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The transport sector plays a critical role in the development of a sustainable economy of the United Kingdom.
Policy stakeholders have argued that while it is critical for the sector to draw significant benefits to the growth of the economy, sector policy reforms must address the overall frameworks for total reduction in emissions of carbon (Department of Transport 9-11).
In addition, policy formulators have suggested that a well-functioning transport sector must assure the country of a sustainable environment and quality life that complements the growth of the economy.
This paper explores the recent policy framework that seeks to reengineer the road transport mode in the United Kingdom using The Future of Transport: a network for 2030″ White Paper as the core of the policy.
Research indicates that carbon emissions in the UK have been on increase with the road segment accounting for over 60% of the total emissions.
A survey of the United Kingdom’s transport sector reforms indicates that policy frameworks have shifted from demand responsive approach toward a managerial approach that meets the current road capacity (Department of Transport 9-11).
The introduction of these new policy directions have altered measures underpinning the implementation of emission-free environmental condition (Transport Issues n. p).
Analyses suggest that these measures have included support for vehicle fuel economy, cleaner fuels, and efforts to cut down traffic on roads, encouraging public transport, and cycling.
While the primary objection has targeted a reduction of the congestion, improved accessibility, reduction of negative impacts, and social inclusion, evidence indicates that these policy measures have a cumulative influence on UK’s future economic growth.
These intentions were first advanced by the Conservative administration provisions of 1995. These changes were later succeeded by the labor administration policies pursued in 1998 Transport white Paper (Transport Issues n. p).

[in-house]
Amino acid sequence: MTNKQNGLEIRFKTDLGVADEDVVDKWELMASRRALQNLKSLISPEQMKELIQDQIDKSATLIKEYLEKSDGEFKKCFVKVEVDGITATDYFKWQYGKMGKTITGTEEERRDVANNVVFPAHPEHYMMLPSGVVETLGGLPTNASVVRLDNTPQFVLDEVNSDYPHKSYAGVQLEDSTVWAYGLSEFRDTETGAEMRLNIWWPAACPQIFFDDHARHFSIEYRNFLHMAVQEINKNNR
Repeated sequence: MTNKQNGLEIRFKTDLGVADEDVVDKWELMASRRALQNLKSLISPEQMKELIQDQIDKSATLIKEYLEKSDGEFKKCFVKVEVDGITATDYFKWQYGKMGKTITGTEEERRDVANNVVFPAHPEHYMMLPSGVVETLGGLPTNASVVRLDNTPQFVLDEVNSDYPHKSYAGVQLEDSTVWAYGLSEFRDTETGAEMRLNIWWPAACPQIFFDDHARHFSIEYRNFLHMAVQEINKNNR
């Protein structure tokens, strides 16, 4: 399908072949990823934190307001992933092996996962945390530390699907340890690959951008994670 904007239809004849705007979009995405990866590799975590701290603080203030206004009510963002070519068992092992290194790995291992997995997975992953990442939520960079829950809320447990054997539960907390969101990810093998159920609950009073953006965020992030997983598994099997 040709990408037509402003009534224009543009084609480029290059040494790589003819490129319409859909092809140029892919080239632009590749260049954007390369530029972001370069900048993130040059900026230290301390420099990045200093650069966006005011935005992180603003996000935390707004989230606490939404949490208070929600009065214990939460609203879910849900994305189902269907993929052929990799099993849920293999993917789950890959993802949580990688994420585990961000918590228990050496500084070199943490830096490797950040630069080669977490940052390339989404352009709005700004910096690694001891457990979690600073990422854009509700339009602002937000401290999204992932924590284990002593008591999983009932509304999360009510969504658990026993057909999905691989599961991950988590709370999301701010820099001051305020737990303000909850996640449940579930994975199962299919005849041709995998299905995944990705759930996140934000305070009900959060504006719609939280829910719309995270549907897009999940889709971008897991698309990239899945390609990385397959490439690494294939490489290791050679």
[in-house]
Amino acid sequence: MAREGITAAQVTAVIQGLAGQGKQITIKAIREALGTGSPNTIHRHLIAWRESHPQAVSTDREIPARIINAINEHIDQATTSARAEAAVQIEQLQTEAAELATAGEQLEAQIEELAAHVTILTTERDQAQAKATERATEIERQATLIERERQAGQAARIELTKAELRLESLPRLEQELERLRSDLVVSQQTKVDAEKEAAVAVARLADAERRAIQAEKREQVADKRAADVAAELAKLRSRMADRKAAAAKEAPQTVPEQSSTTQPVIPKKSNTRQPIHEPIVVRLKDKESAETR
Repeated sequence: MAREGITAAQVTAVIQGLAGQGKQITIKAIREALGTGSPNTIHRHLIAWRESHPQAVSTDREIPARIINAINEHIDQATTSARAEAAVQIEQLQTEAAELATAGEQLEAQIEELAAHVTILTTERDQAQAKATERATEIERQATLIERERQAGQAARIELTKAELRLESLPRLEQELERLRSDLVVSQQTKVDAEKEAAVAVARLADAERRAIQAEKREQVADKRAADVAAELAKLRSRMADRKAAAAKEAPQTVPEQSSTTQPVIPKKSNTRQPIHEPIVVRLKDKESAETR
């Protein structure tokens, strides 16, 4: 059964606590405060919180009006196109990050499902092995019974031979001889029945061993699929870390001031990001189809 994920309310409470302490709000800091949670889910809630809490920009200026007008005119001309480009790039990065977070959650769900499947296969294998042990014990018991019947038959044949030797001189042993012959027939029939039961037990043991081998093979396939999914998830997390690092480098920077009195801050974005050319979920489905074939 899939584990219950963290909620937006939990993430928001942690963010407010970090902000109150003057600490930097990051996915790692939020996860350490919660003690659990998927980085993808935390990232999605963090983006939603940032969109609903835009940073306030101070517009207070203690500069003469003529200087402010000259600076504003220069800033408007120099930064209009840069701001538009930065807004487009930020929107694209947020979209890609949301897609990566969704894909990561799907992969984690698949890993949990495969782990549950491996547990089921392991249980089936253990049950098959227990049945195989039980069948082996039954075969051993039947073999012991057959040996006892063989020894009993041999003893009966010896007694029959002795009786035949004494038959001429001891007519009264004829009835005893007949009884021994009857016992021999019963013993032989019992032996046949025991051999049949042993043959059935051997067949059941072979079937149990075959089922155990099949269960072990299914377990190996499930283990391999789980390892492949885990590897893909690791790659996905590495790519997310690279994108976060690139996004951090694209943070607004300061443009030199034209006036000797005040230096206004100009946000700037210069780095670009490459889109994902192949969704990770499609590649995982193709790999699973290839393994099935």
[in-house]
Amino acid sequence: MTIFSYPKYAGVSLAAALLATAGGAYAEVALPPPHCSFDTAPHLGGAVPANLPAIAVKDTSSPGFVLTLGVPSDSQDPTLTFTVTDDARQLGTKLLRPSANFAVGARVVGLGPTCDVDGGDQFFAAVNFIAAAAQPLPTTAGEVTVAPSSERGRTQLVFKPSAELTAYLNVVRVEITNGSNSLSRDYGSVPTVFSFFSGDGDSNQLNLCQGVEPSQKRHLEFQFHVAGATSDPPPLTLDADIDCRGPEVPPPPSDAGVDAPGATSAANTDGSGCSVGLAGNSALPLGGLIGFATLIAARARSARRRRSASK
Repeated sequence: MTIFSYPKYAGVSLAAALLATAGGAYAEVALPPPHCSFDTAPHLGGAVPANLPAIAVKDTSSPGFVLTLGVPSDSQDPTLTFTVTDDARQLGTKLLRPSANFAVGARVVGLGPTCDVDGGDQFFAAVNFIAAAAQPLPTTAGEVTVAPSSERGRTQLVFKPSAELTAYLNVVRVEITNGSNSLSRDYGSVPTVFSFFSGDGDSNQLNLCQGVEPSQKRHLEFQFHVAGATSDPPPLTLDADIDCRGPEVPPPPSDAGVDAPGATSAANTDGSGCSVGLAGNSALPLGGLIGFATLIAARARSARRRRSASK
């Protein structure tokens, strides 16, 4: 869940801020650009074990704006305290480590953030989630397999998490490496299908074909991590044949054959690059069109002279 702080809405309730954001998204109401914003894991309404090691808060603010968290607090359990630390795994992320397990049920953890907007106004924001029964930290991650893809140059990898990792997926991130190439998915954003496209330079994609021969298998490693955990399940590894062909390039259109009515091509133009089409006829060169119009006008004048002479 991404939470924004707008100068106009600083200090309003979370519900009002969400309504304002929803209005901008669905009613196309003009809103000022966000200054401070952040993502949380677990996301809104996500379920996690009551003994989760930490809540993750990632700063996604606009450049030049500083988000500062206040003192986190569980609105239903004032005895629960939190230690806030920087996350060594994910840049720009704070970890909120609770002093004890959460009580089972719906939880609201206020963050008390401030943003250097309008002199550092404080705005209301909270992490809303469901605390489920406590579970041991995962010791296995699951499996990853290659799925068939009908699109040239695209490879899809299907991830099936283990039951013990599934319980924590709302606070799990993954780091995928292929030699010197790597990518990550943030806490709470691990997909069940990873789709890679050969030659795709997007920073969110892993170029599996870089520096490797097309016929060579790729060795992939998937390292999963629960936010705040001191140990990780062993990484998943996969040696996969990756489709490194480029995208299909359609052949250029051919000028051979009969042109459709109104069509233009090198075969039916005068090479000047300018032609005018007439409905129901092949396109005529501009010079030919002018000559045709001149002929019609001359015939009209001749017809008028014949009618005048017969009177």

Although policy adjustments have attempted to reduce pollution due to car emissions, the reduction of high car use remains unabated.
According to Professor Sir Nick Stern, a policy formulation cannot be an either or choice, but rather must remain succinct and clear to address the key issues underlying the nation’s problems.
Studies show that these recent policy adjustments have been linked with the skyrocketing fuel and oil prices since the early 2000 (Department of Transport 9-11).
The UK’s transport department argues that UK needs to get the pricing policies right to cover the degradation of the environment and congestion costs, to encourage technological innovation, and facilitate behavior change among citizens.
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The goal of the recent frameworks has been to address the overwhelming need for a reduced emission of carbon dioxide and other greenhouse gases.
According to this policy, the UK identifies three basic elements for minimization of costs of advancing toward a low-carbon economy and maintaining achievable levels of emissions (Potter and Parkhurst 171-178).
These elements include investment in low-carbon technology, reducing barriers to action, and establishing a carbon-priced tax system that seeks to scale down carbon emissions through reduced usage.
The policy approaches spell out the social costs that people must pay or forego on their actions. This will make individuals to make substantive decisions on the how to use the available energy sources.
The development of innovative carbon-free technologies has, and continues to be an essential and urgent component, which is why the private sector has stepped up its efforts to boost research and development and technology.
However, government regulations through policies and controls will be necessary tools to force the pace of a shift toward the right direction (Transport Issues n. p).
The trend of rapid growth in the road transport sub-sector between 1950’s and the mid 1990’s was characterized by a rapid growth in the overall demand that saw a decline in the demand and use of alternative better options, including bus, cycle, and rail (Department of Transport 9-11).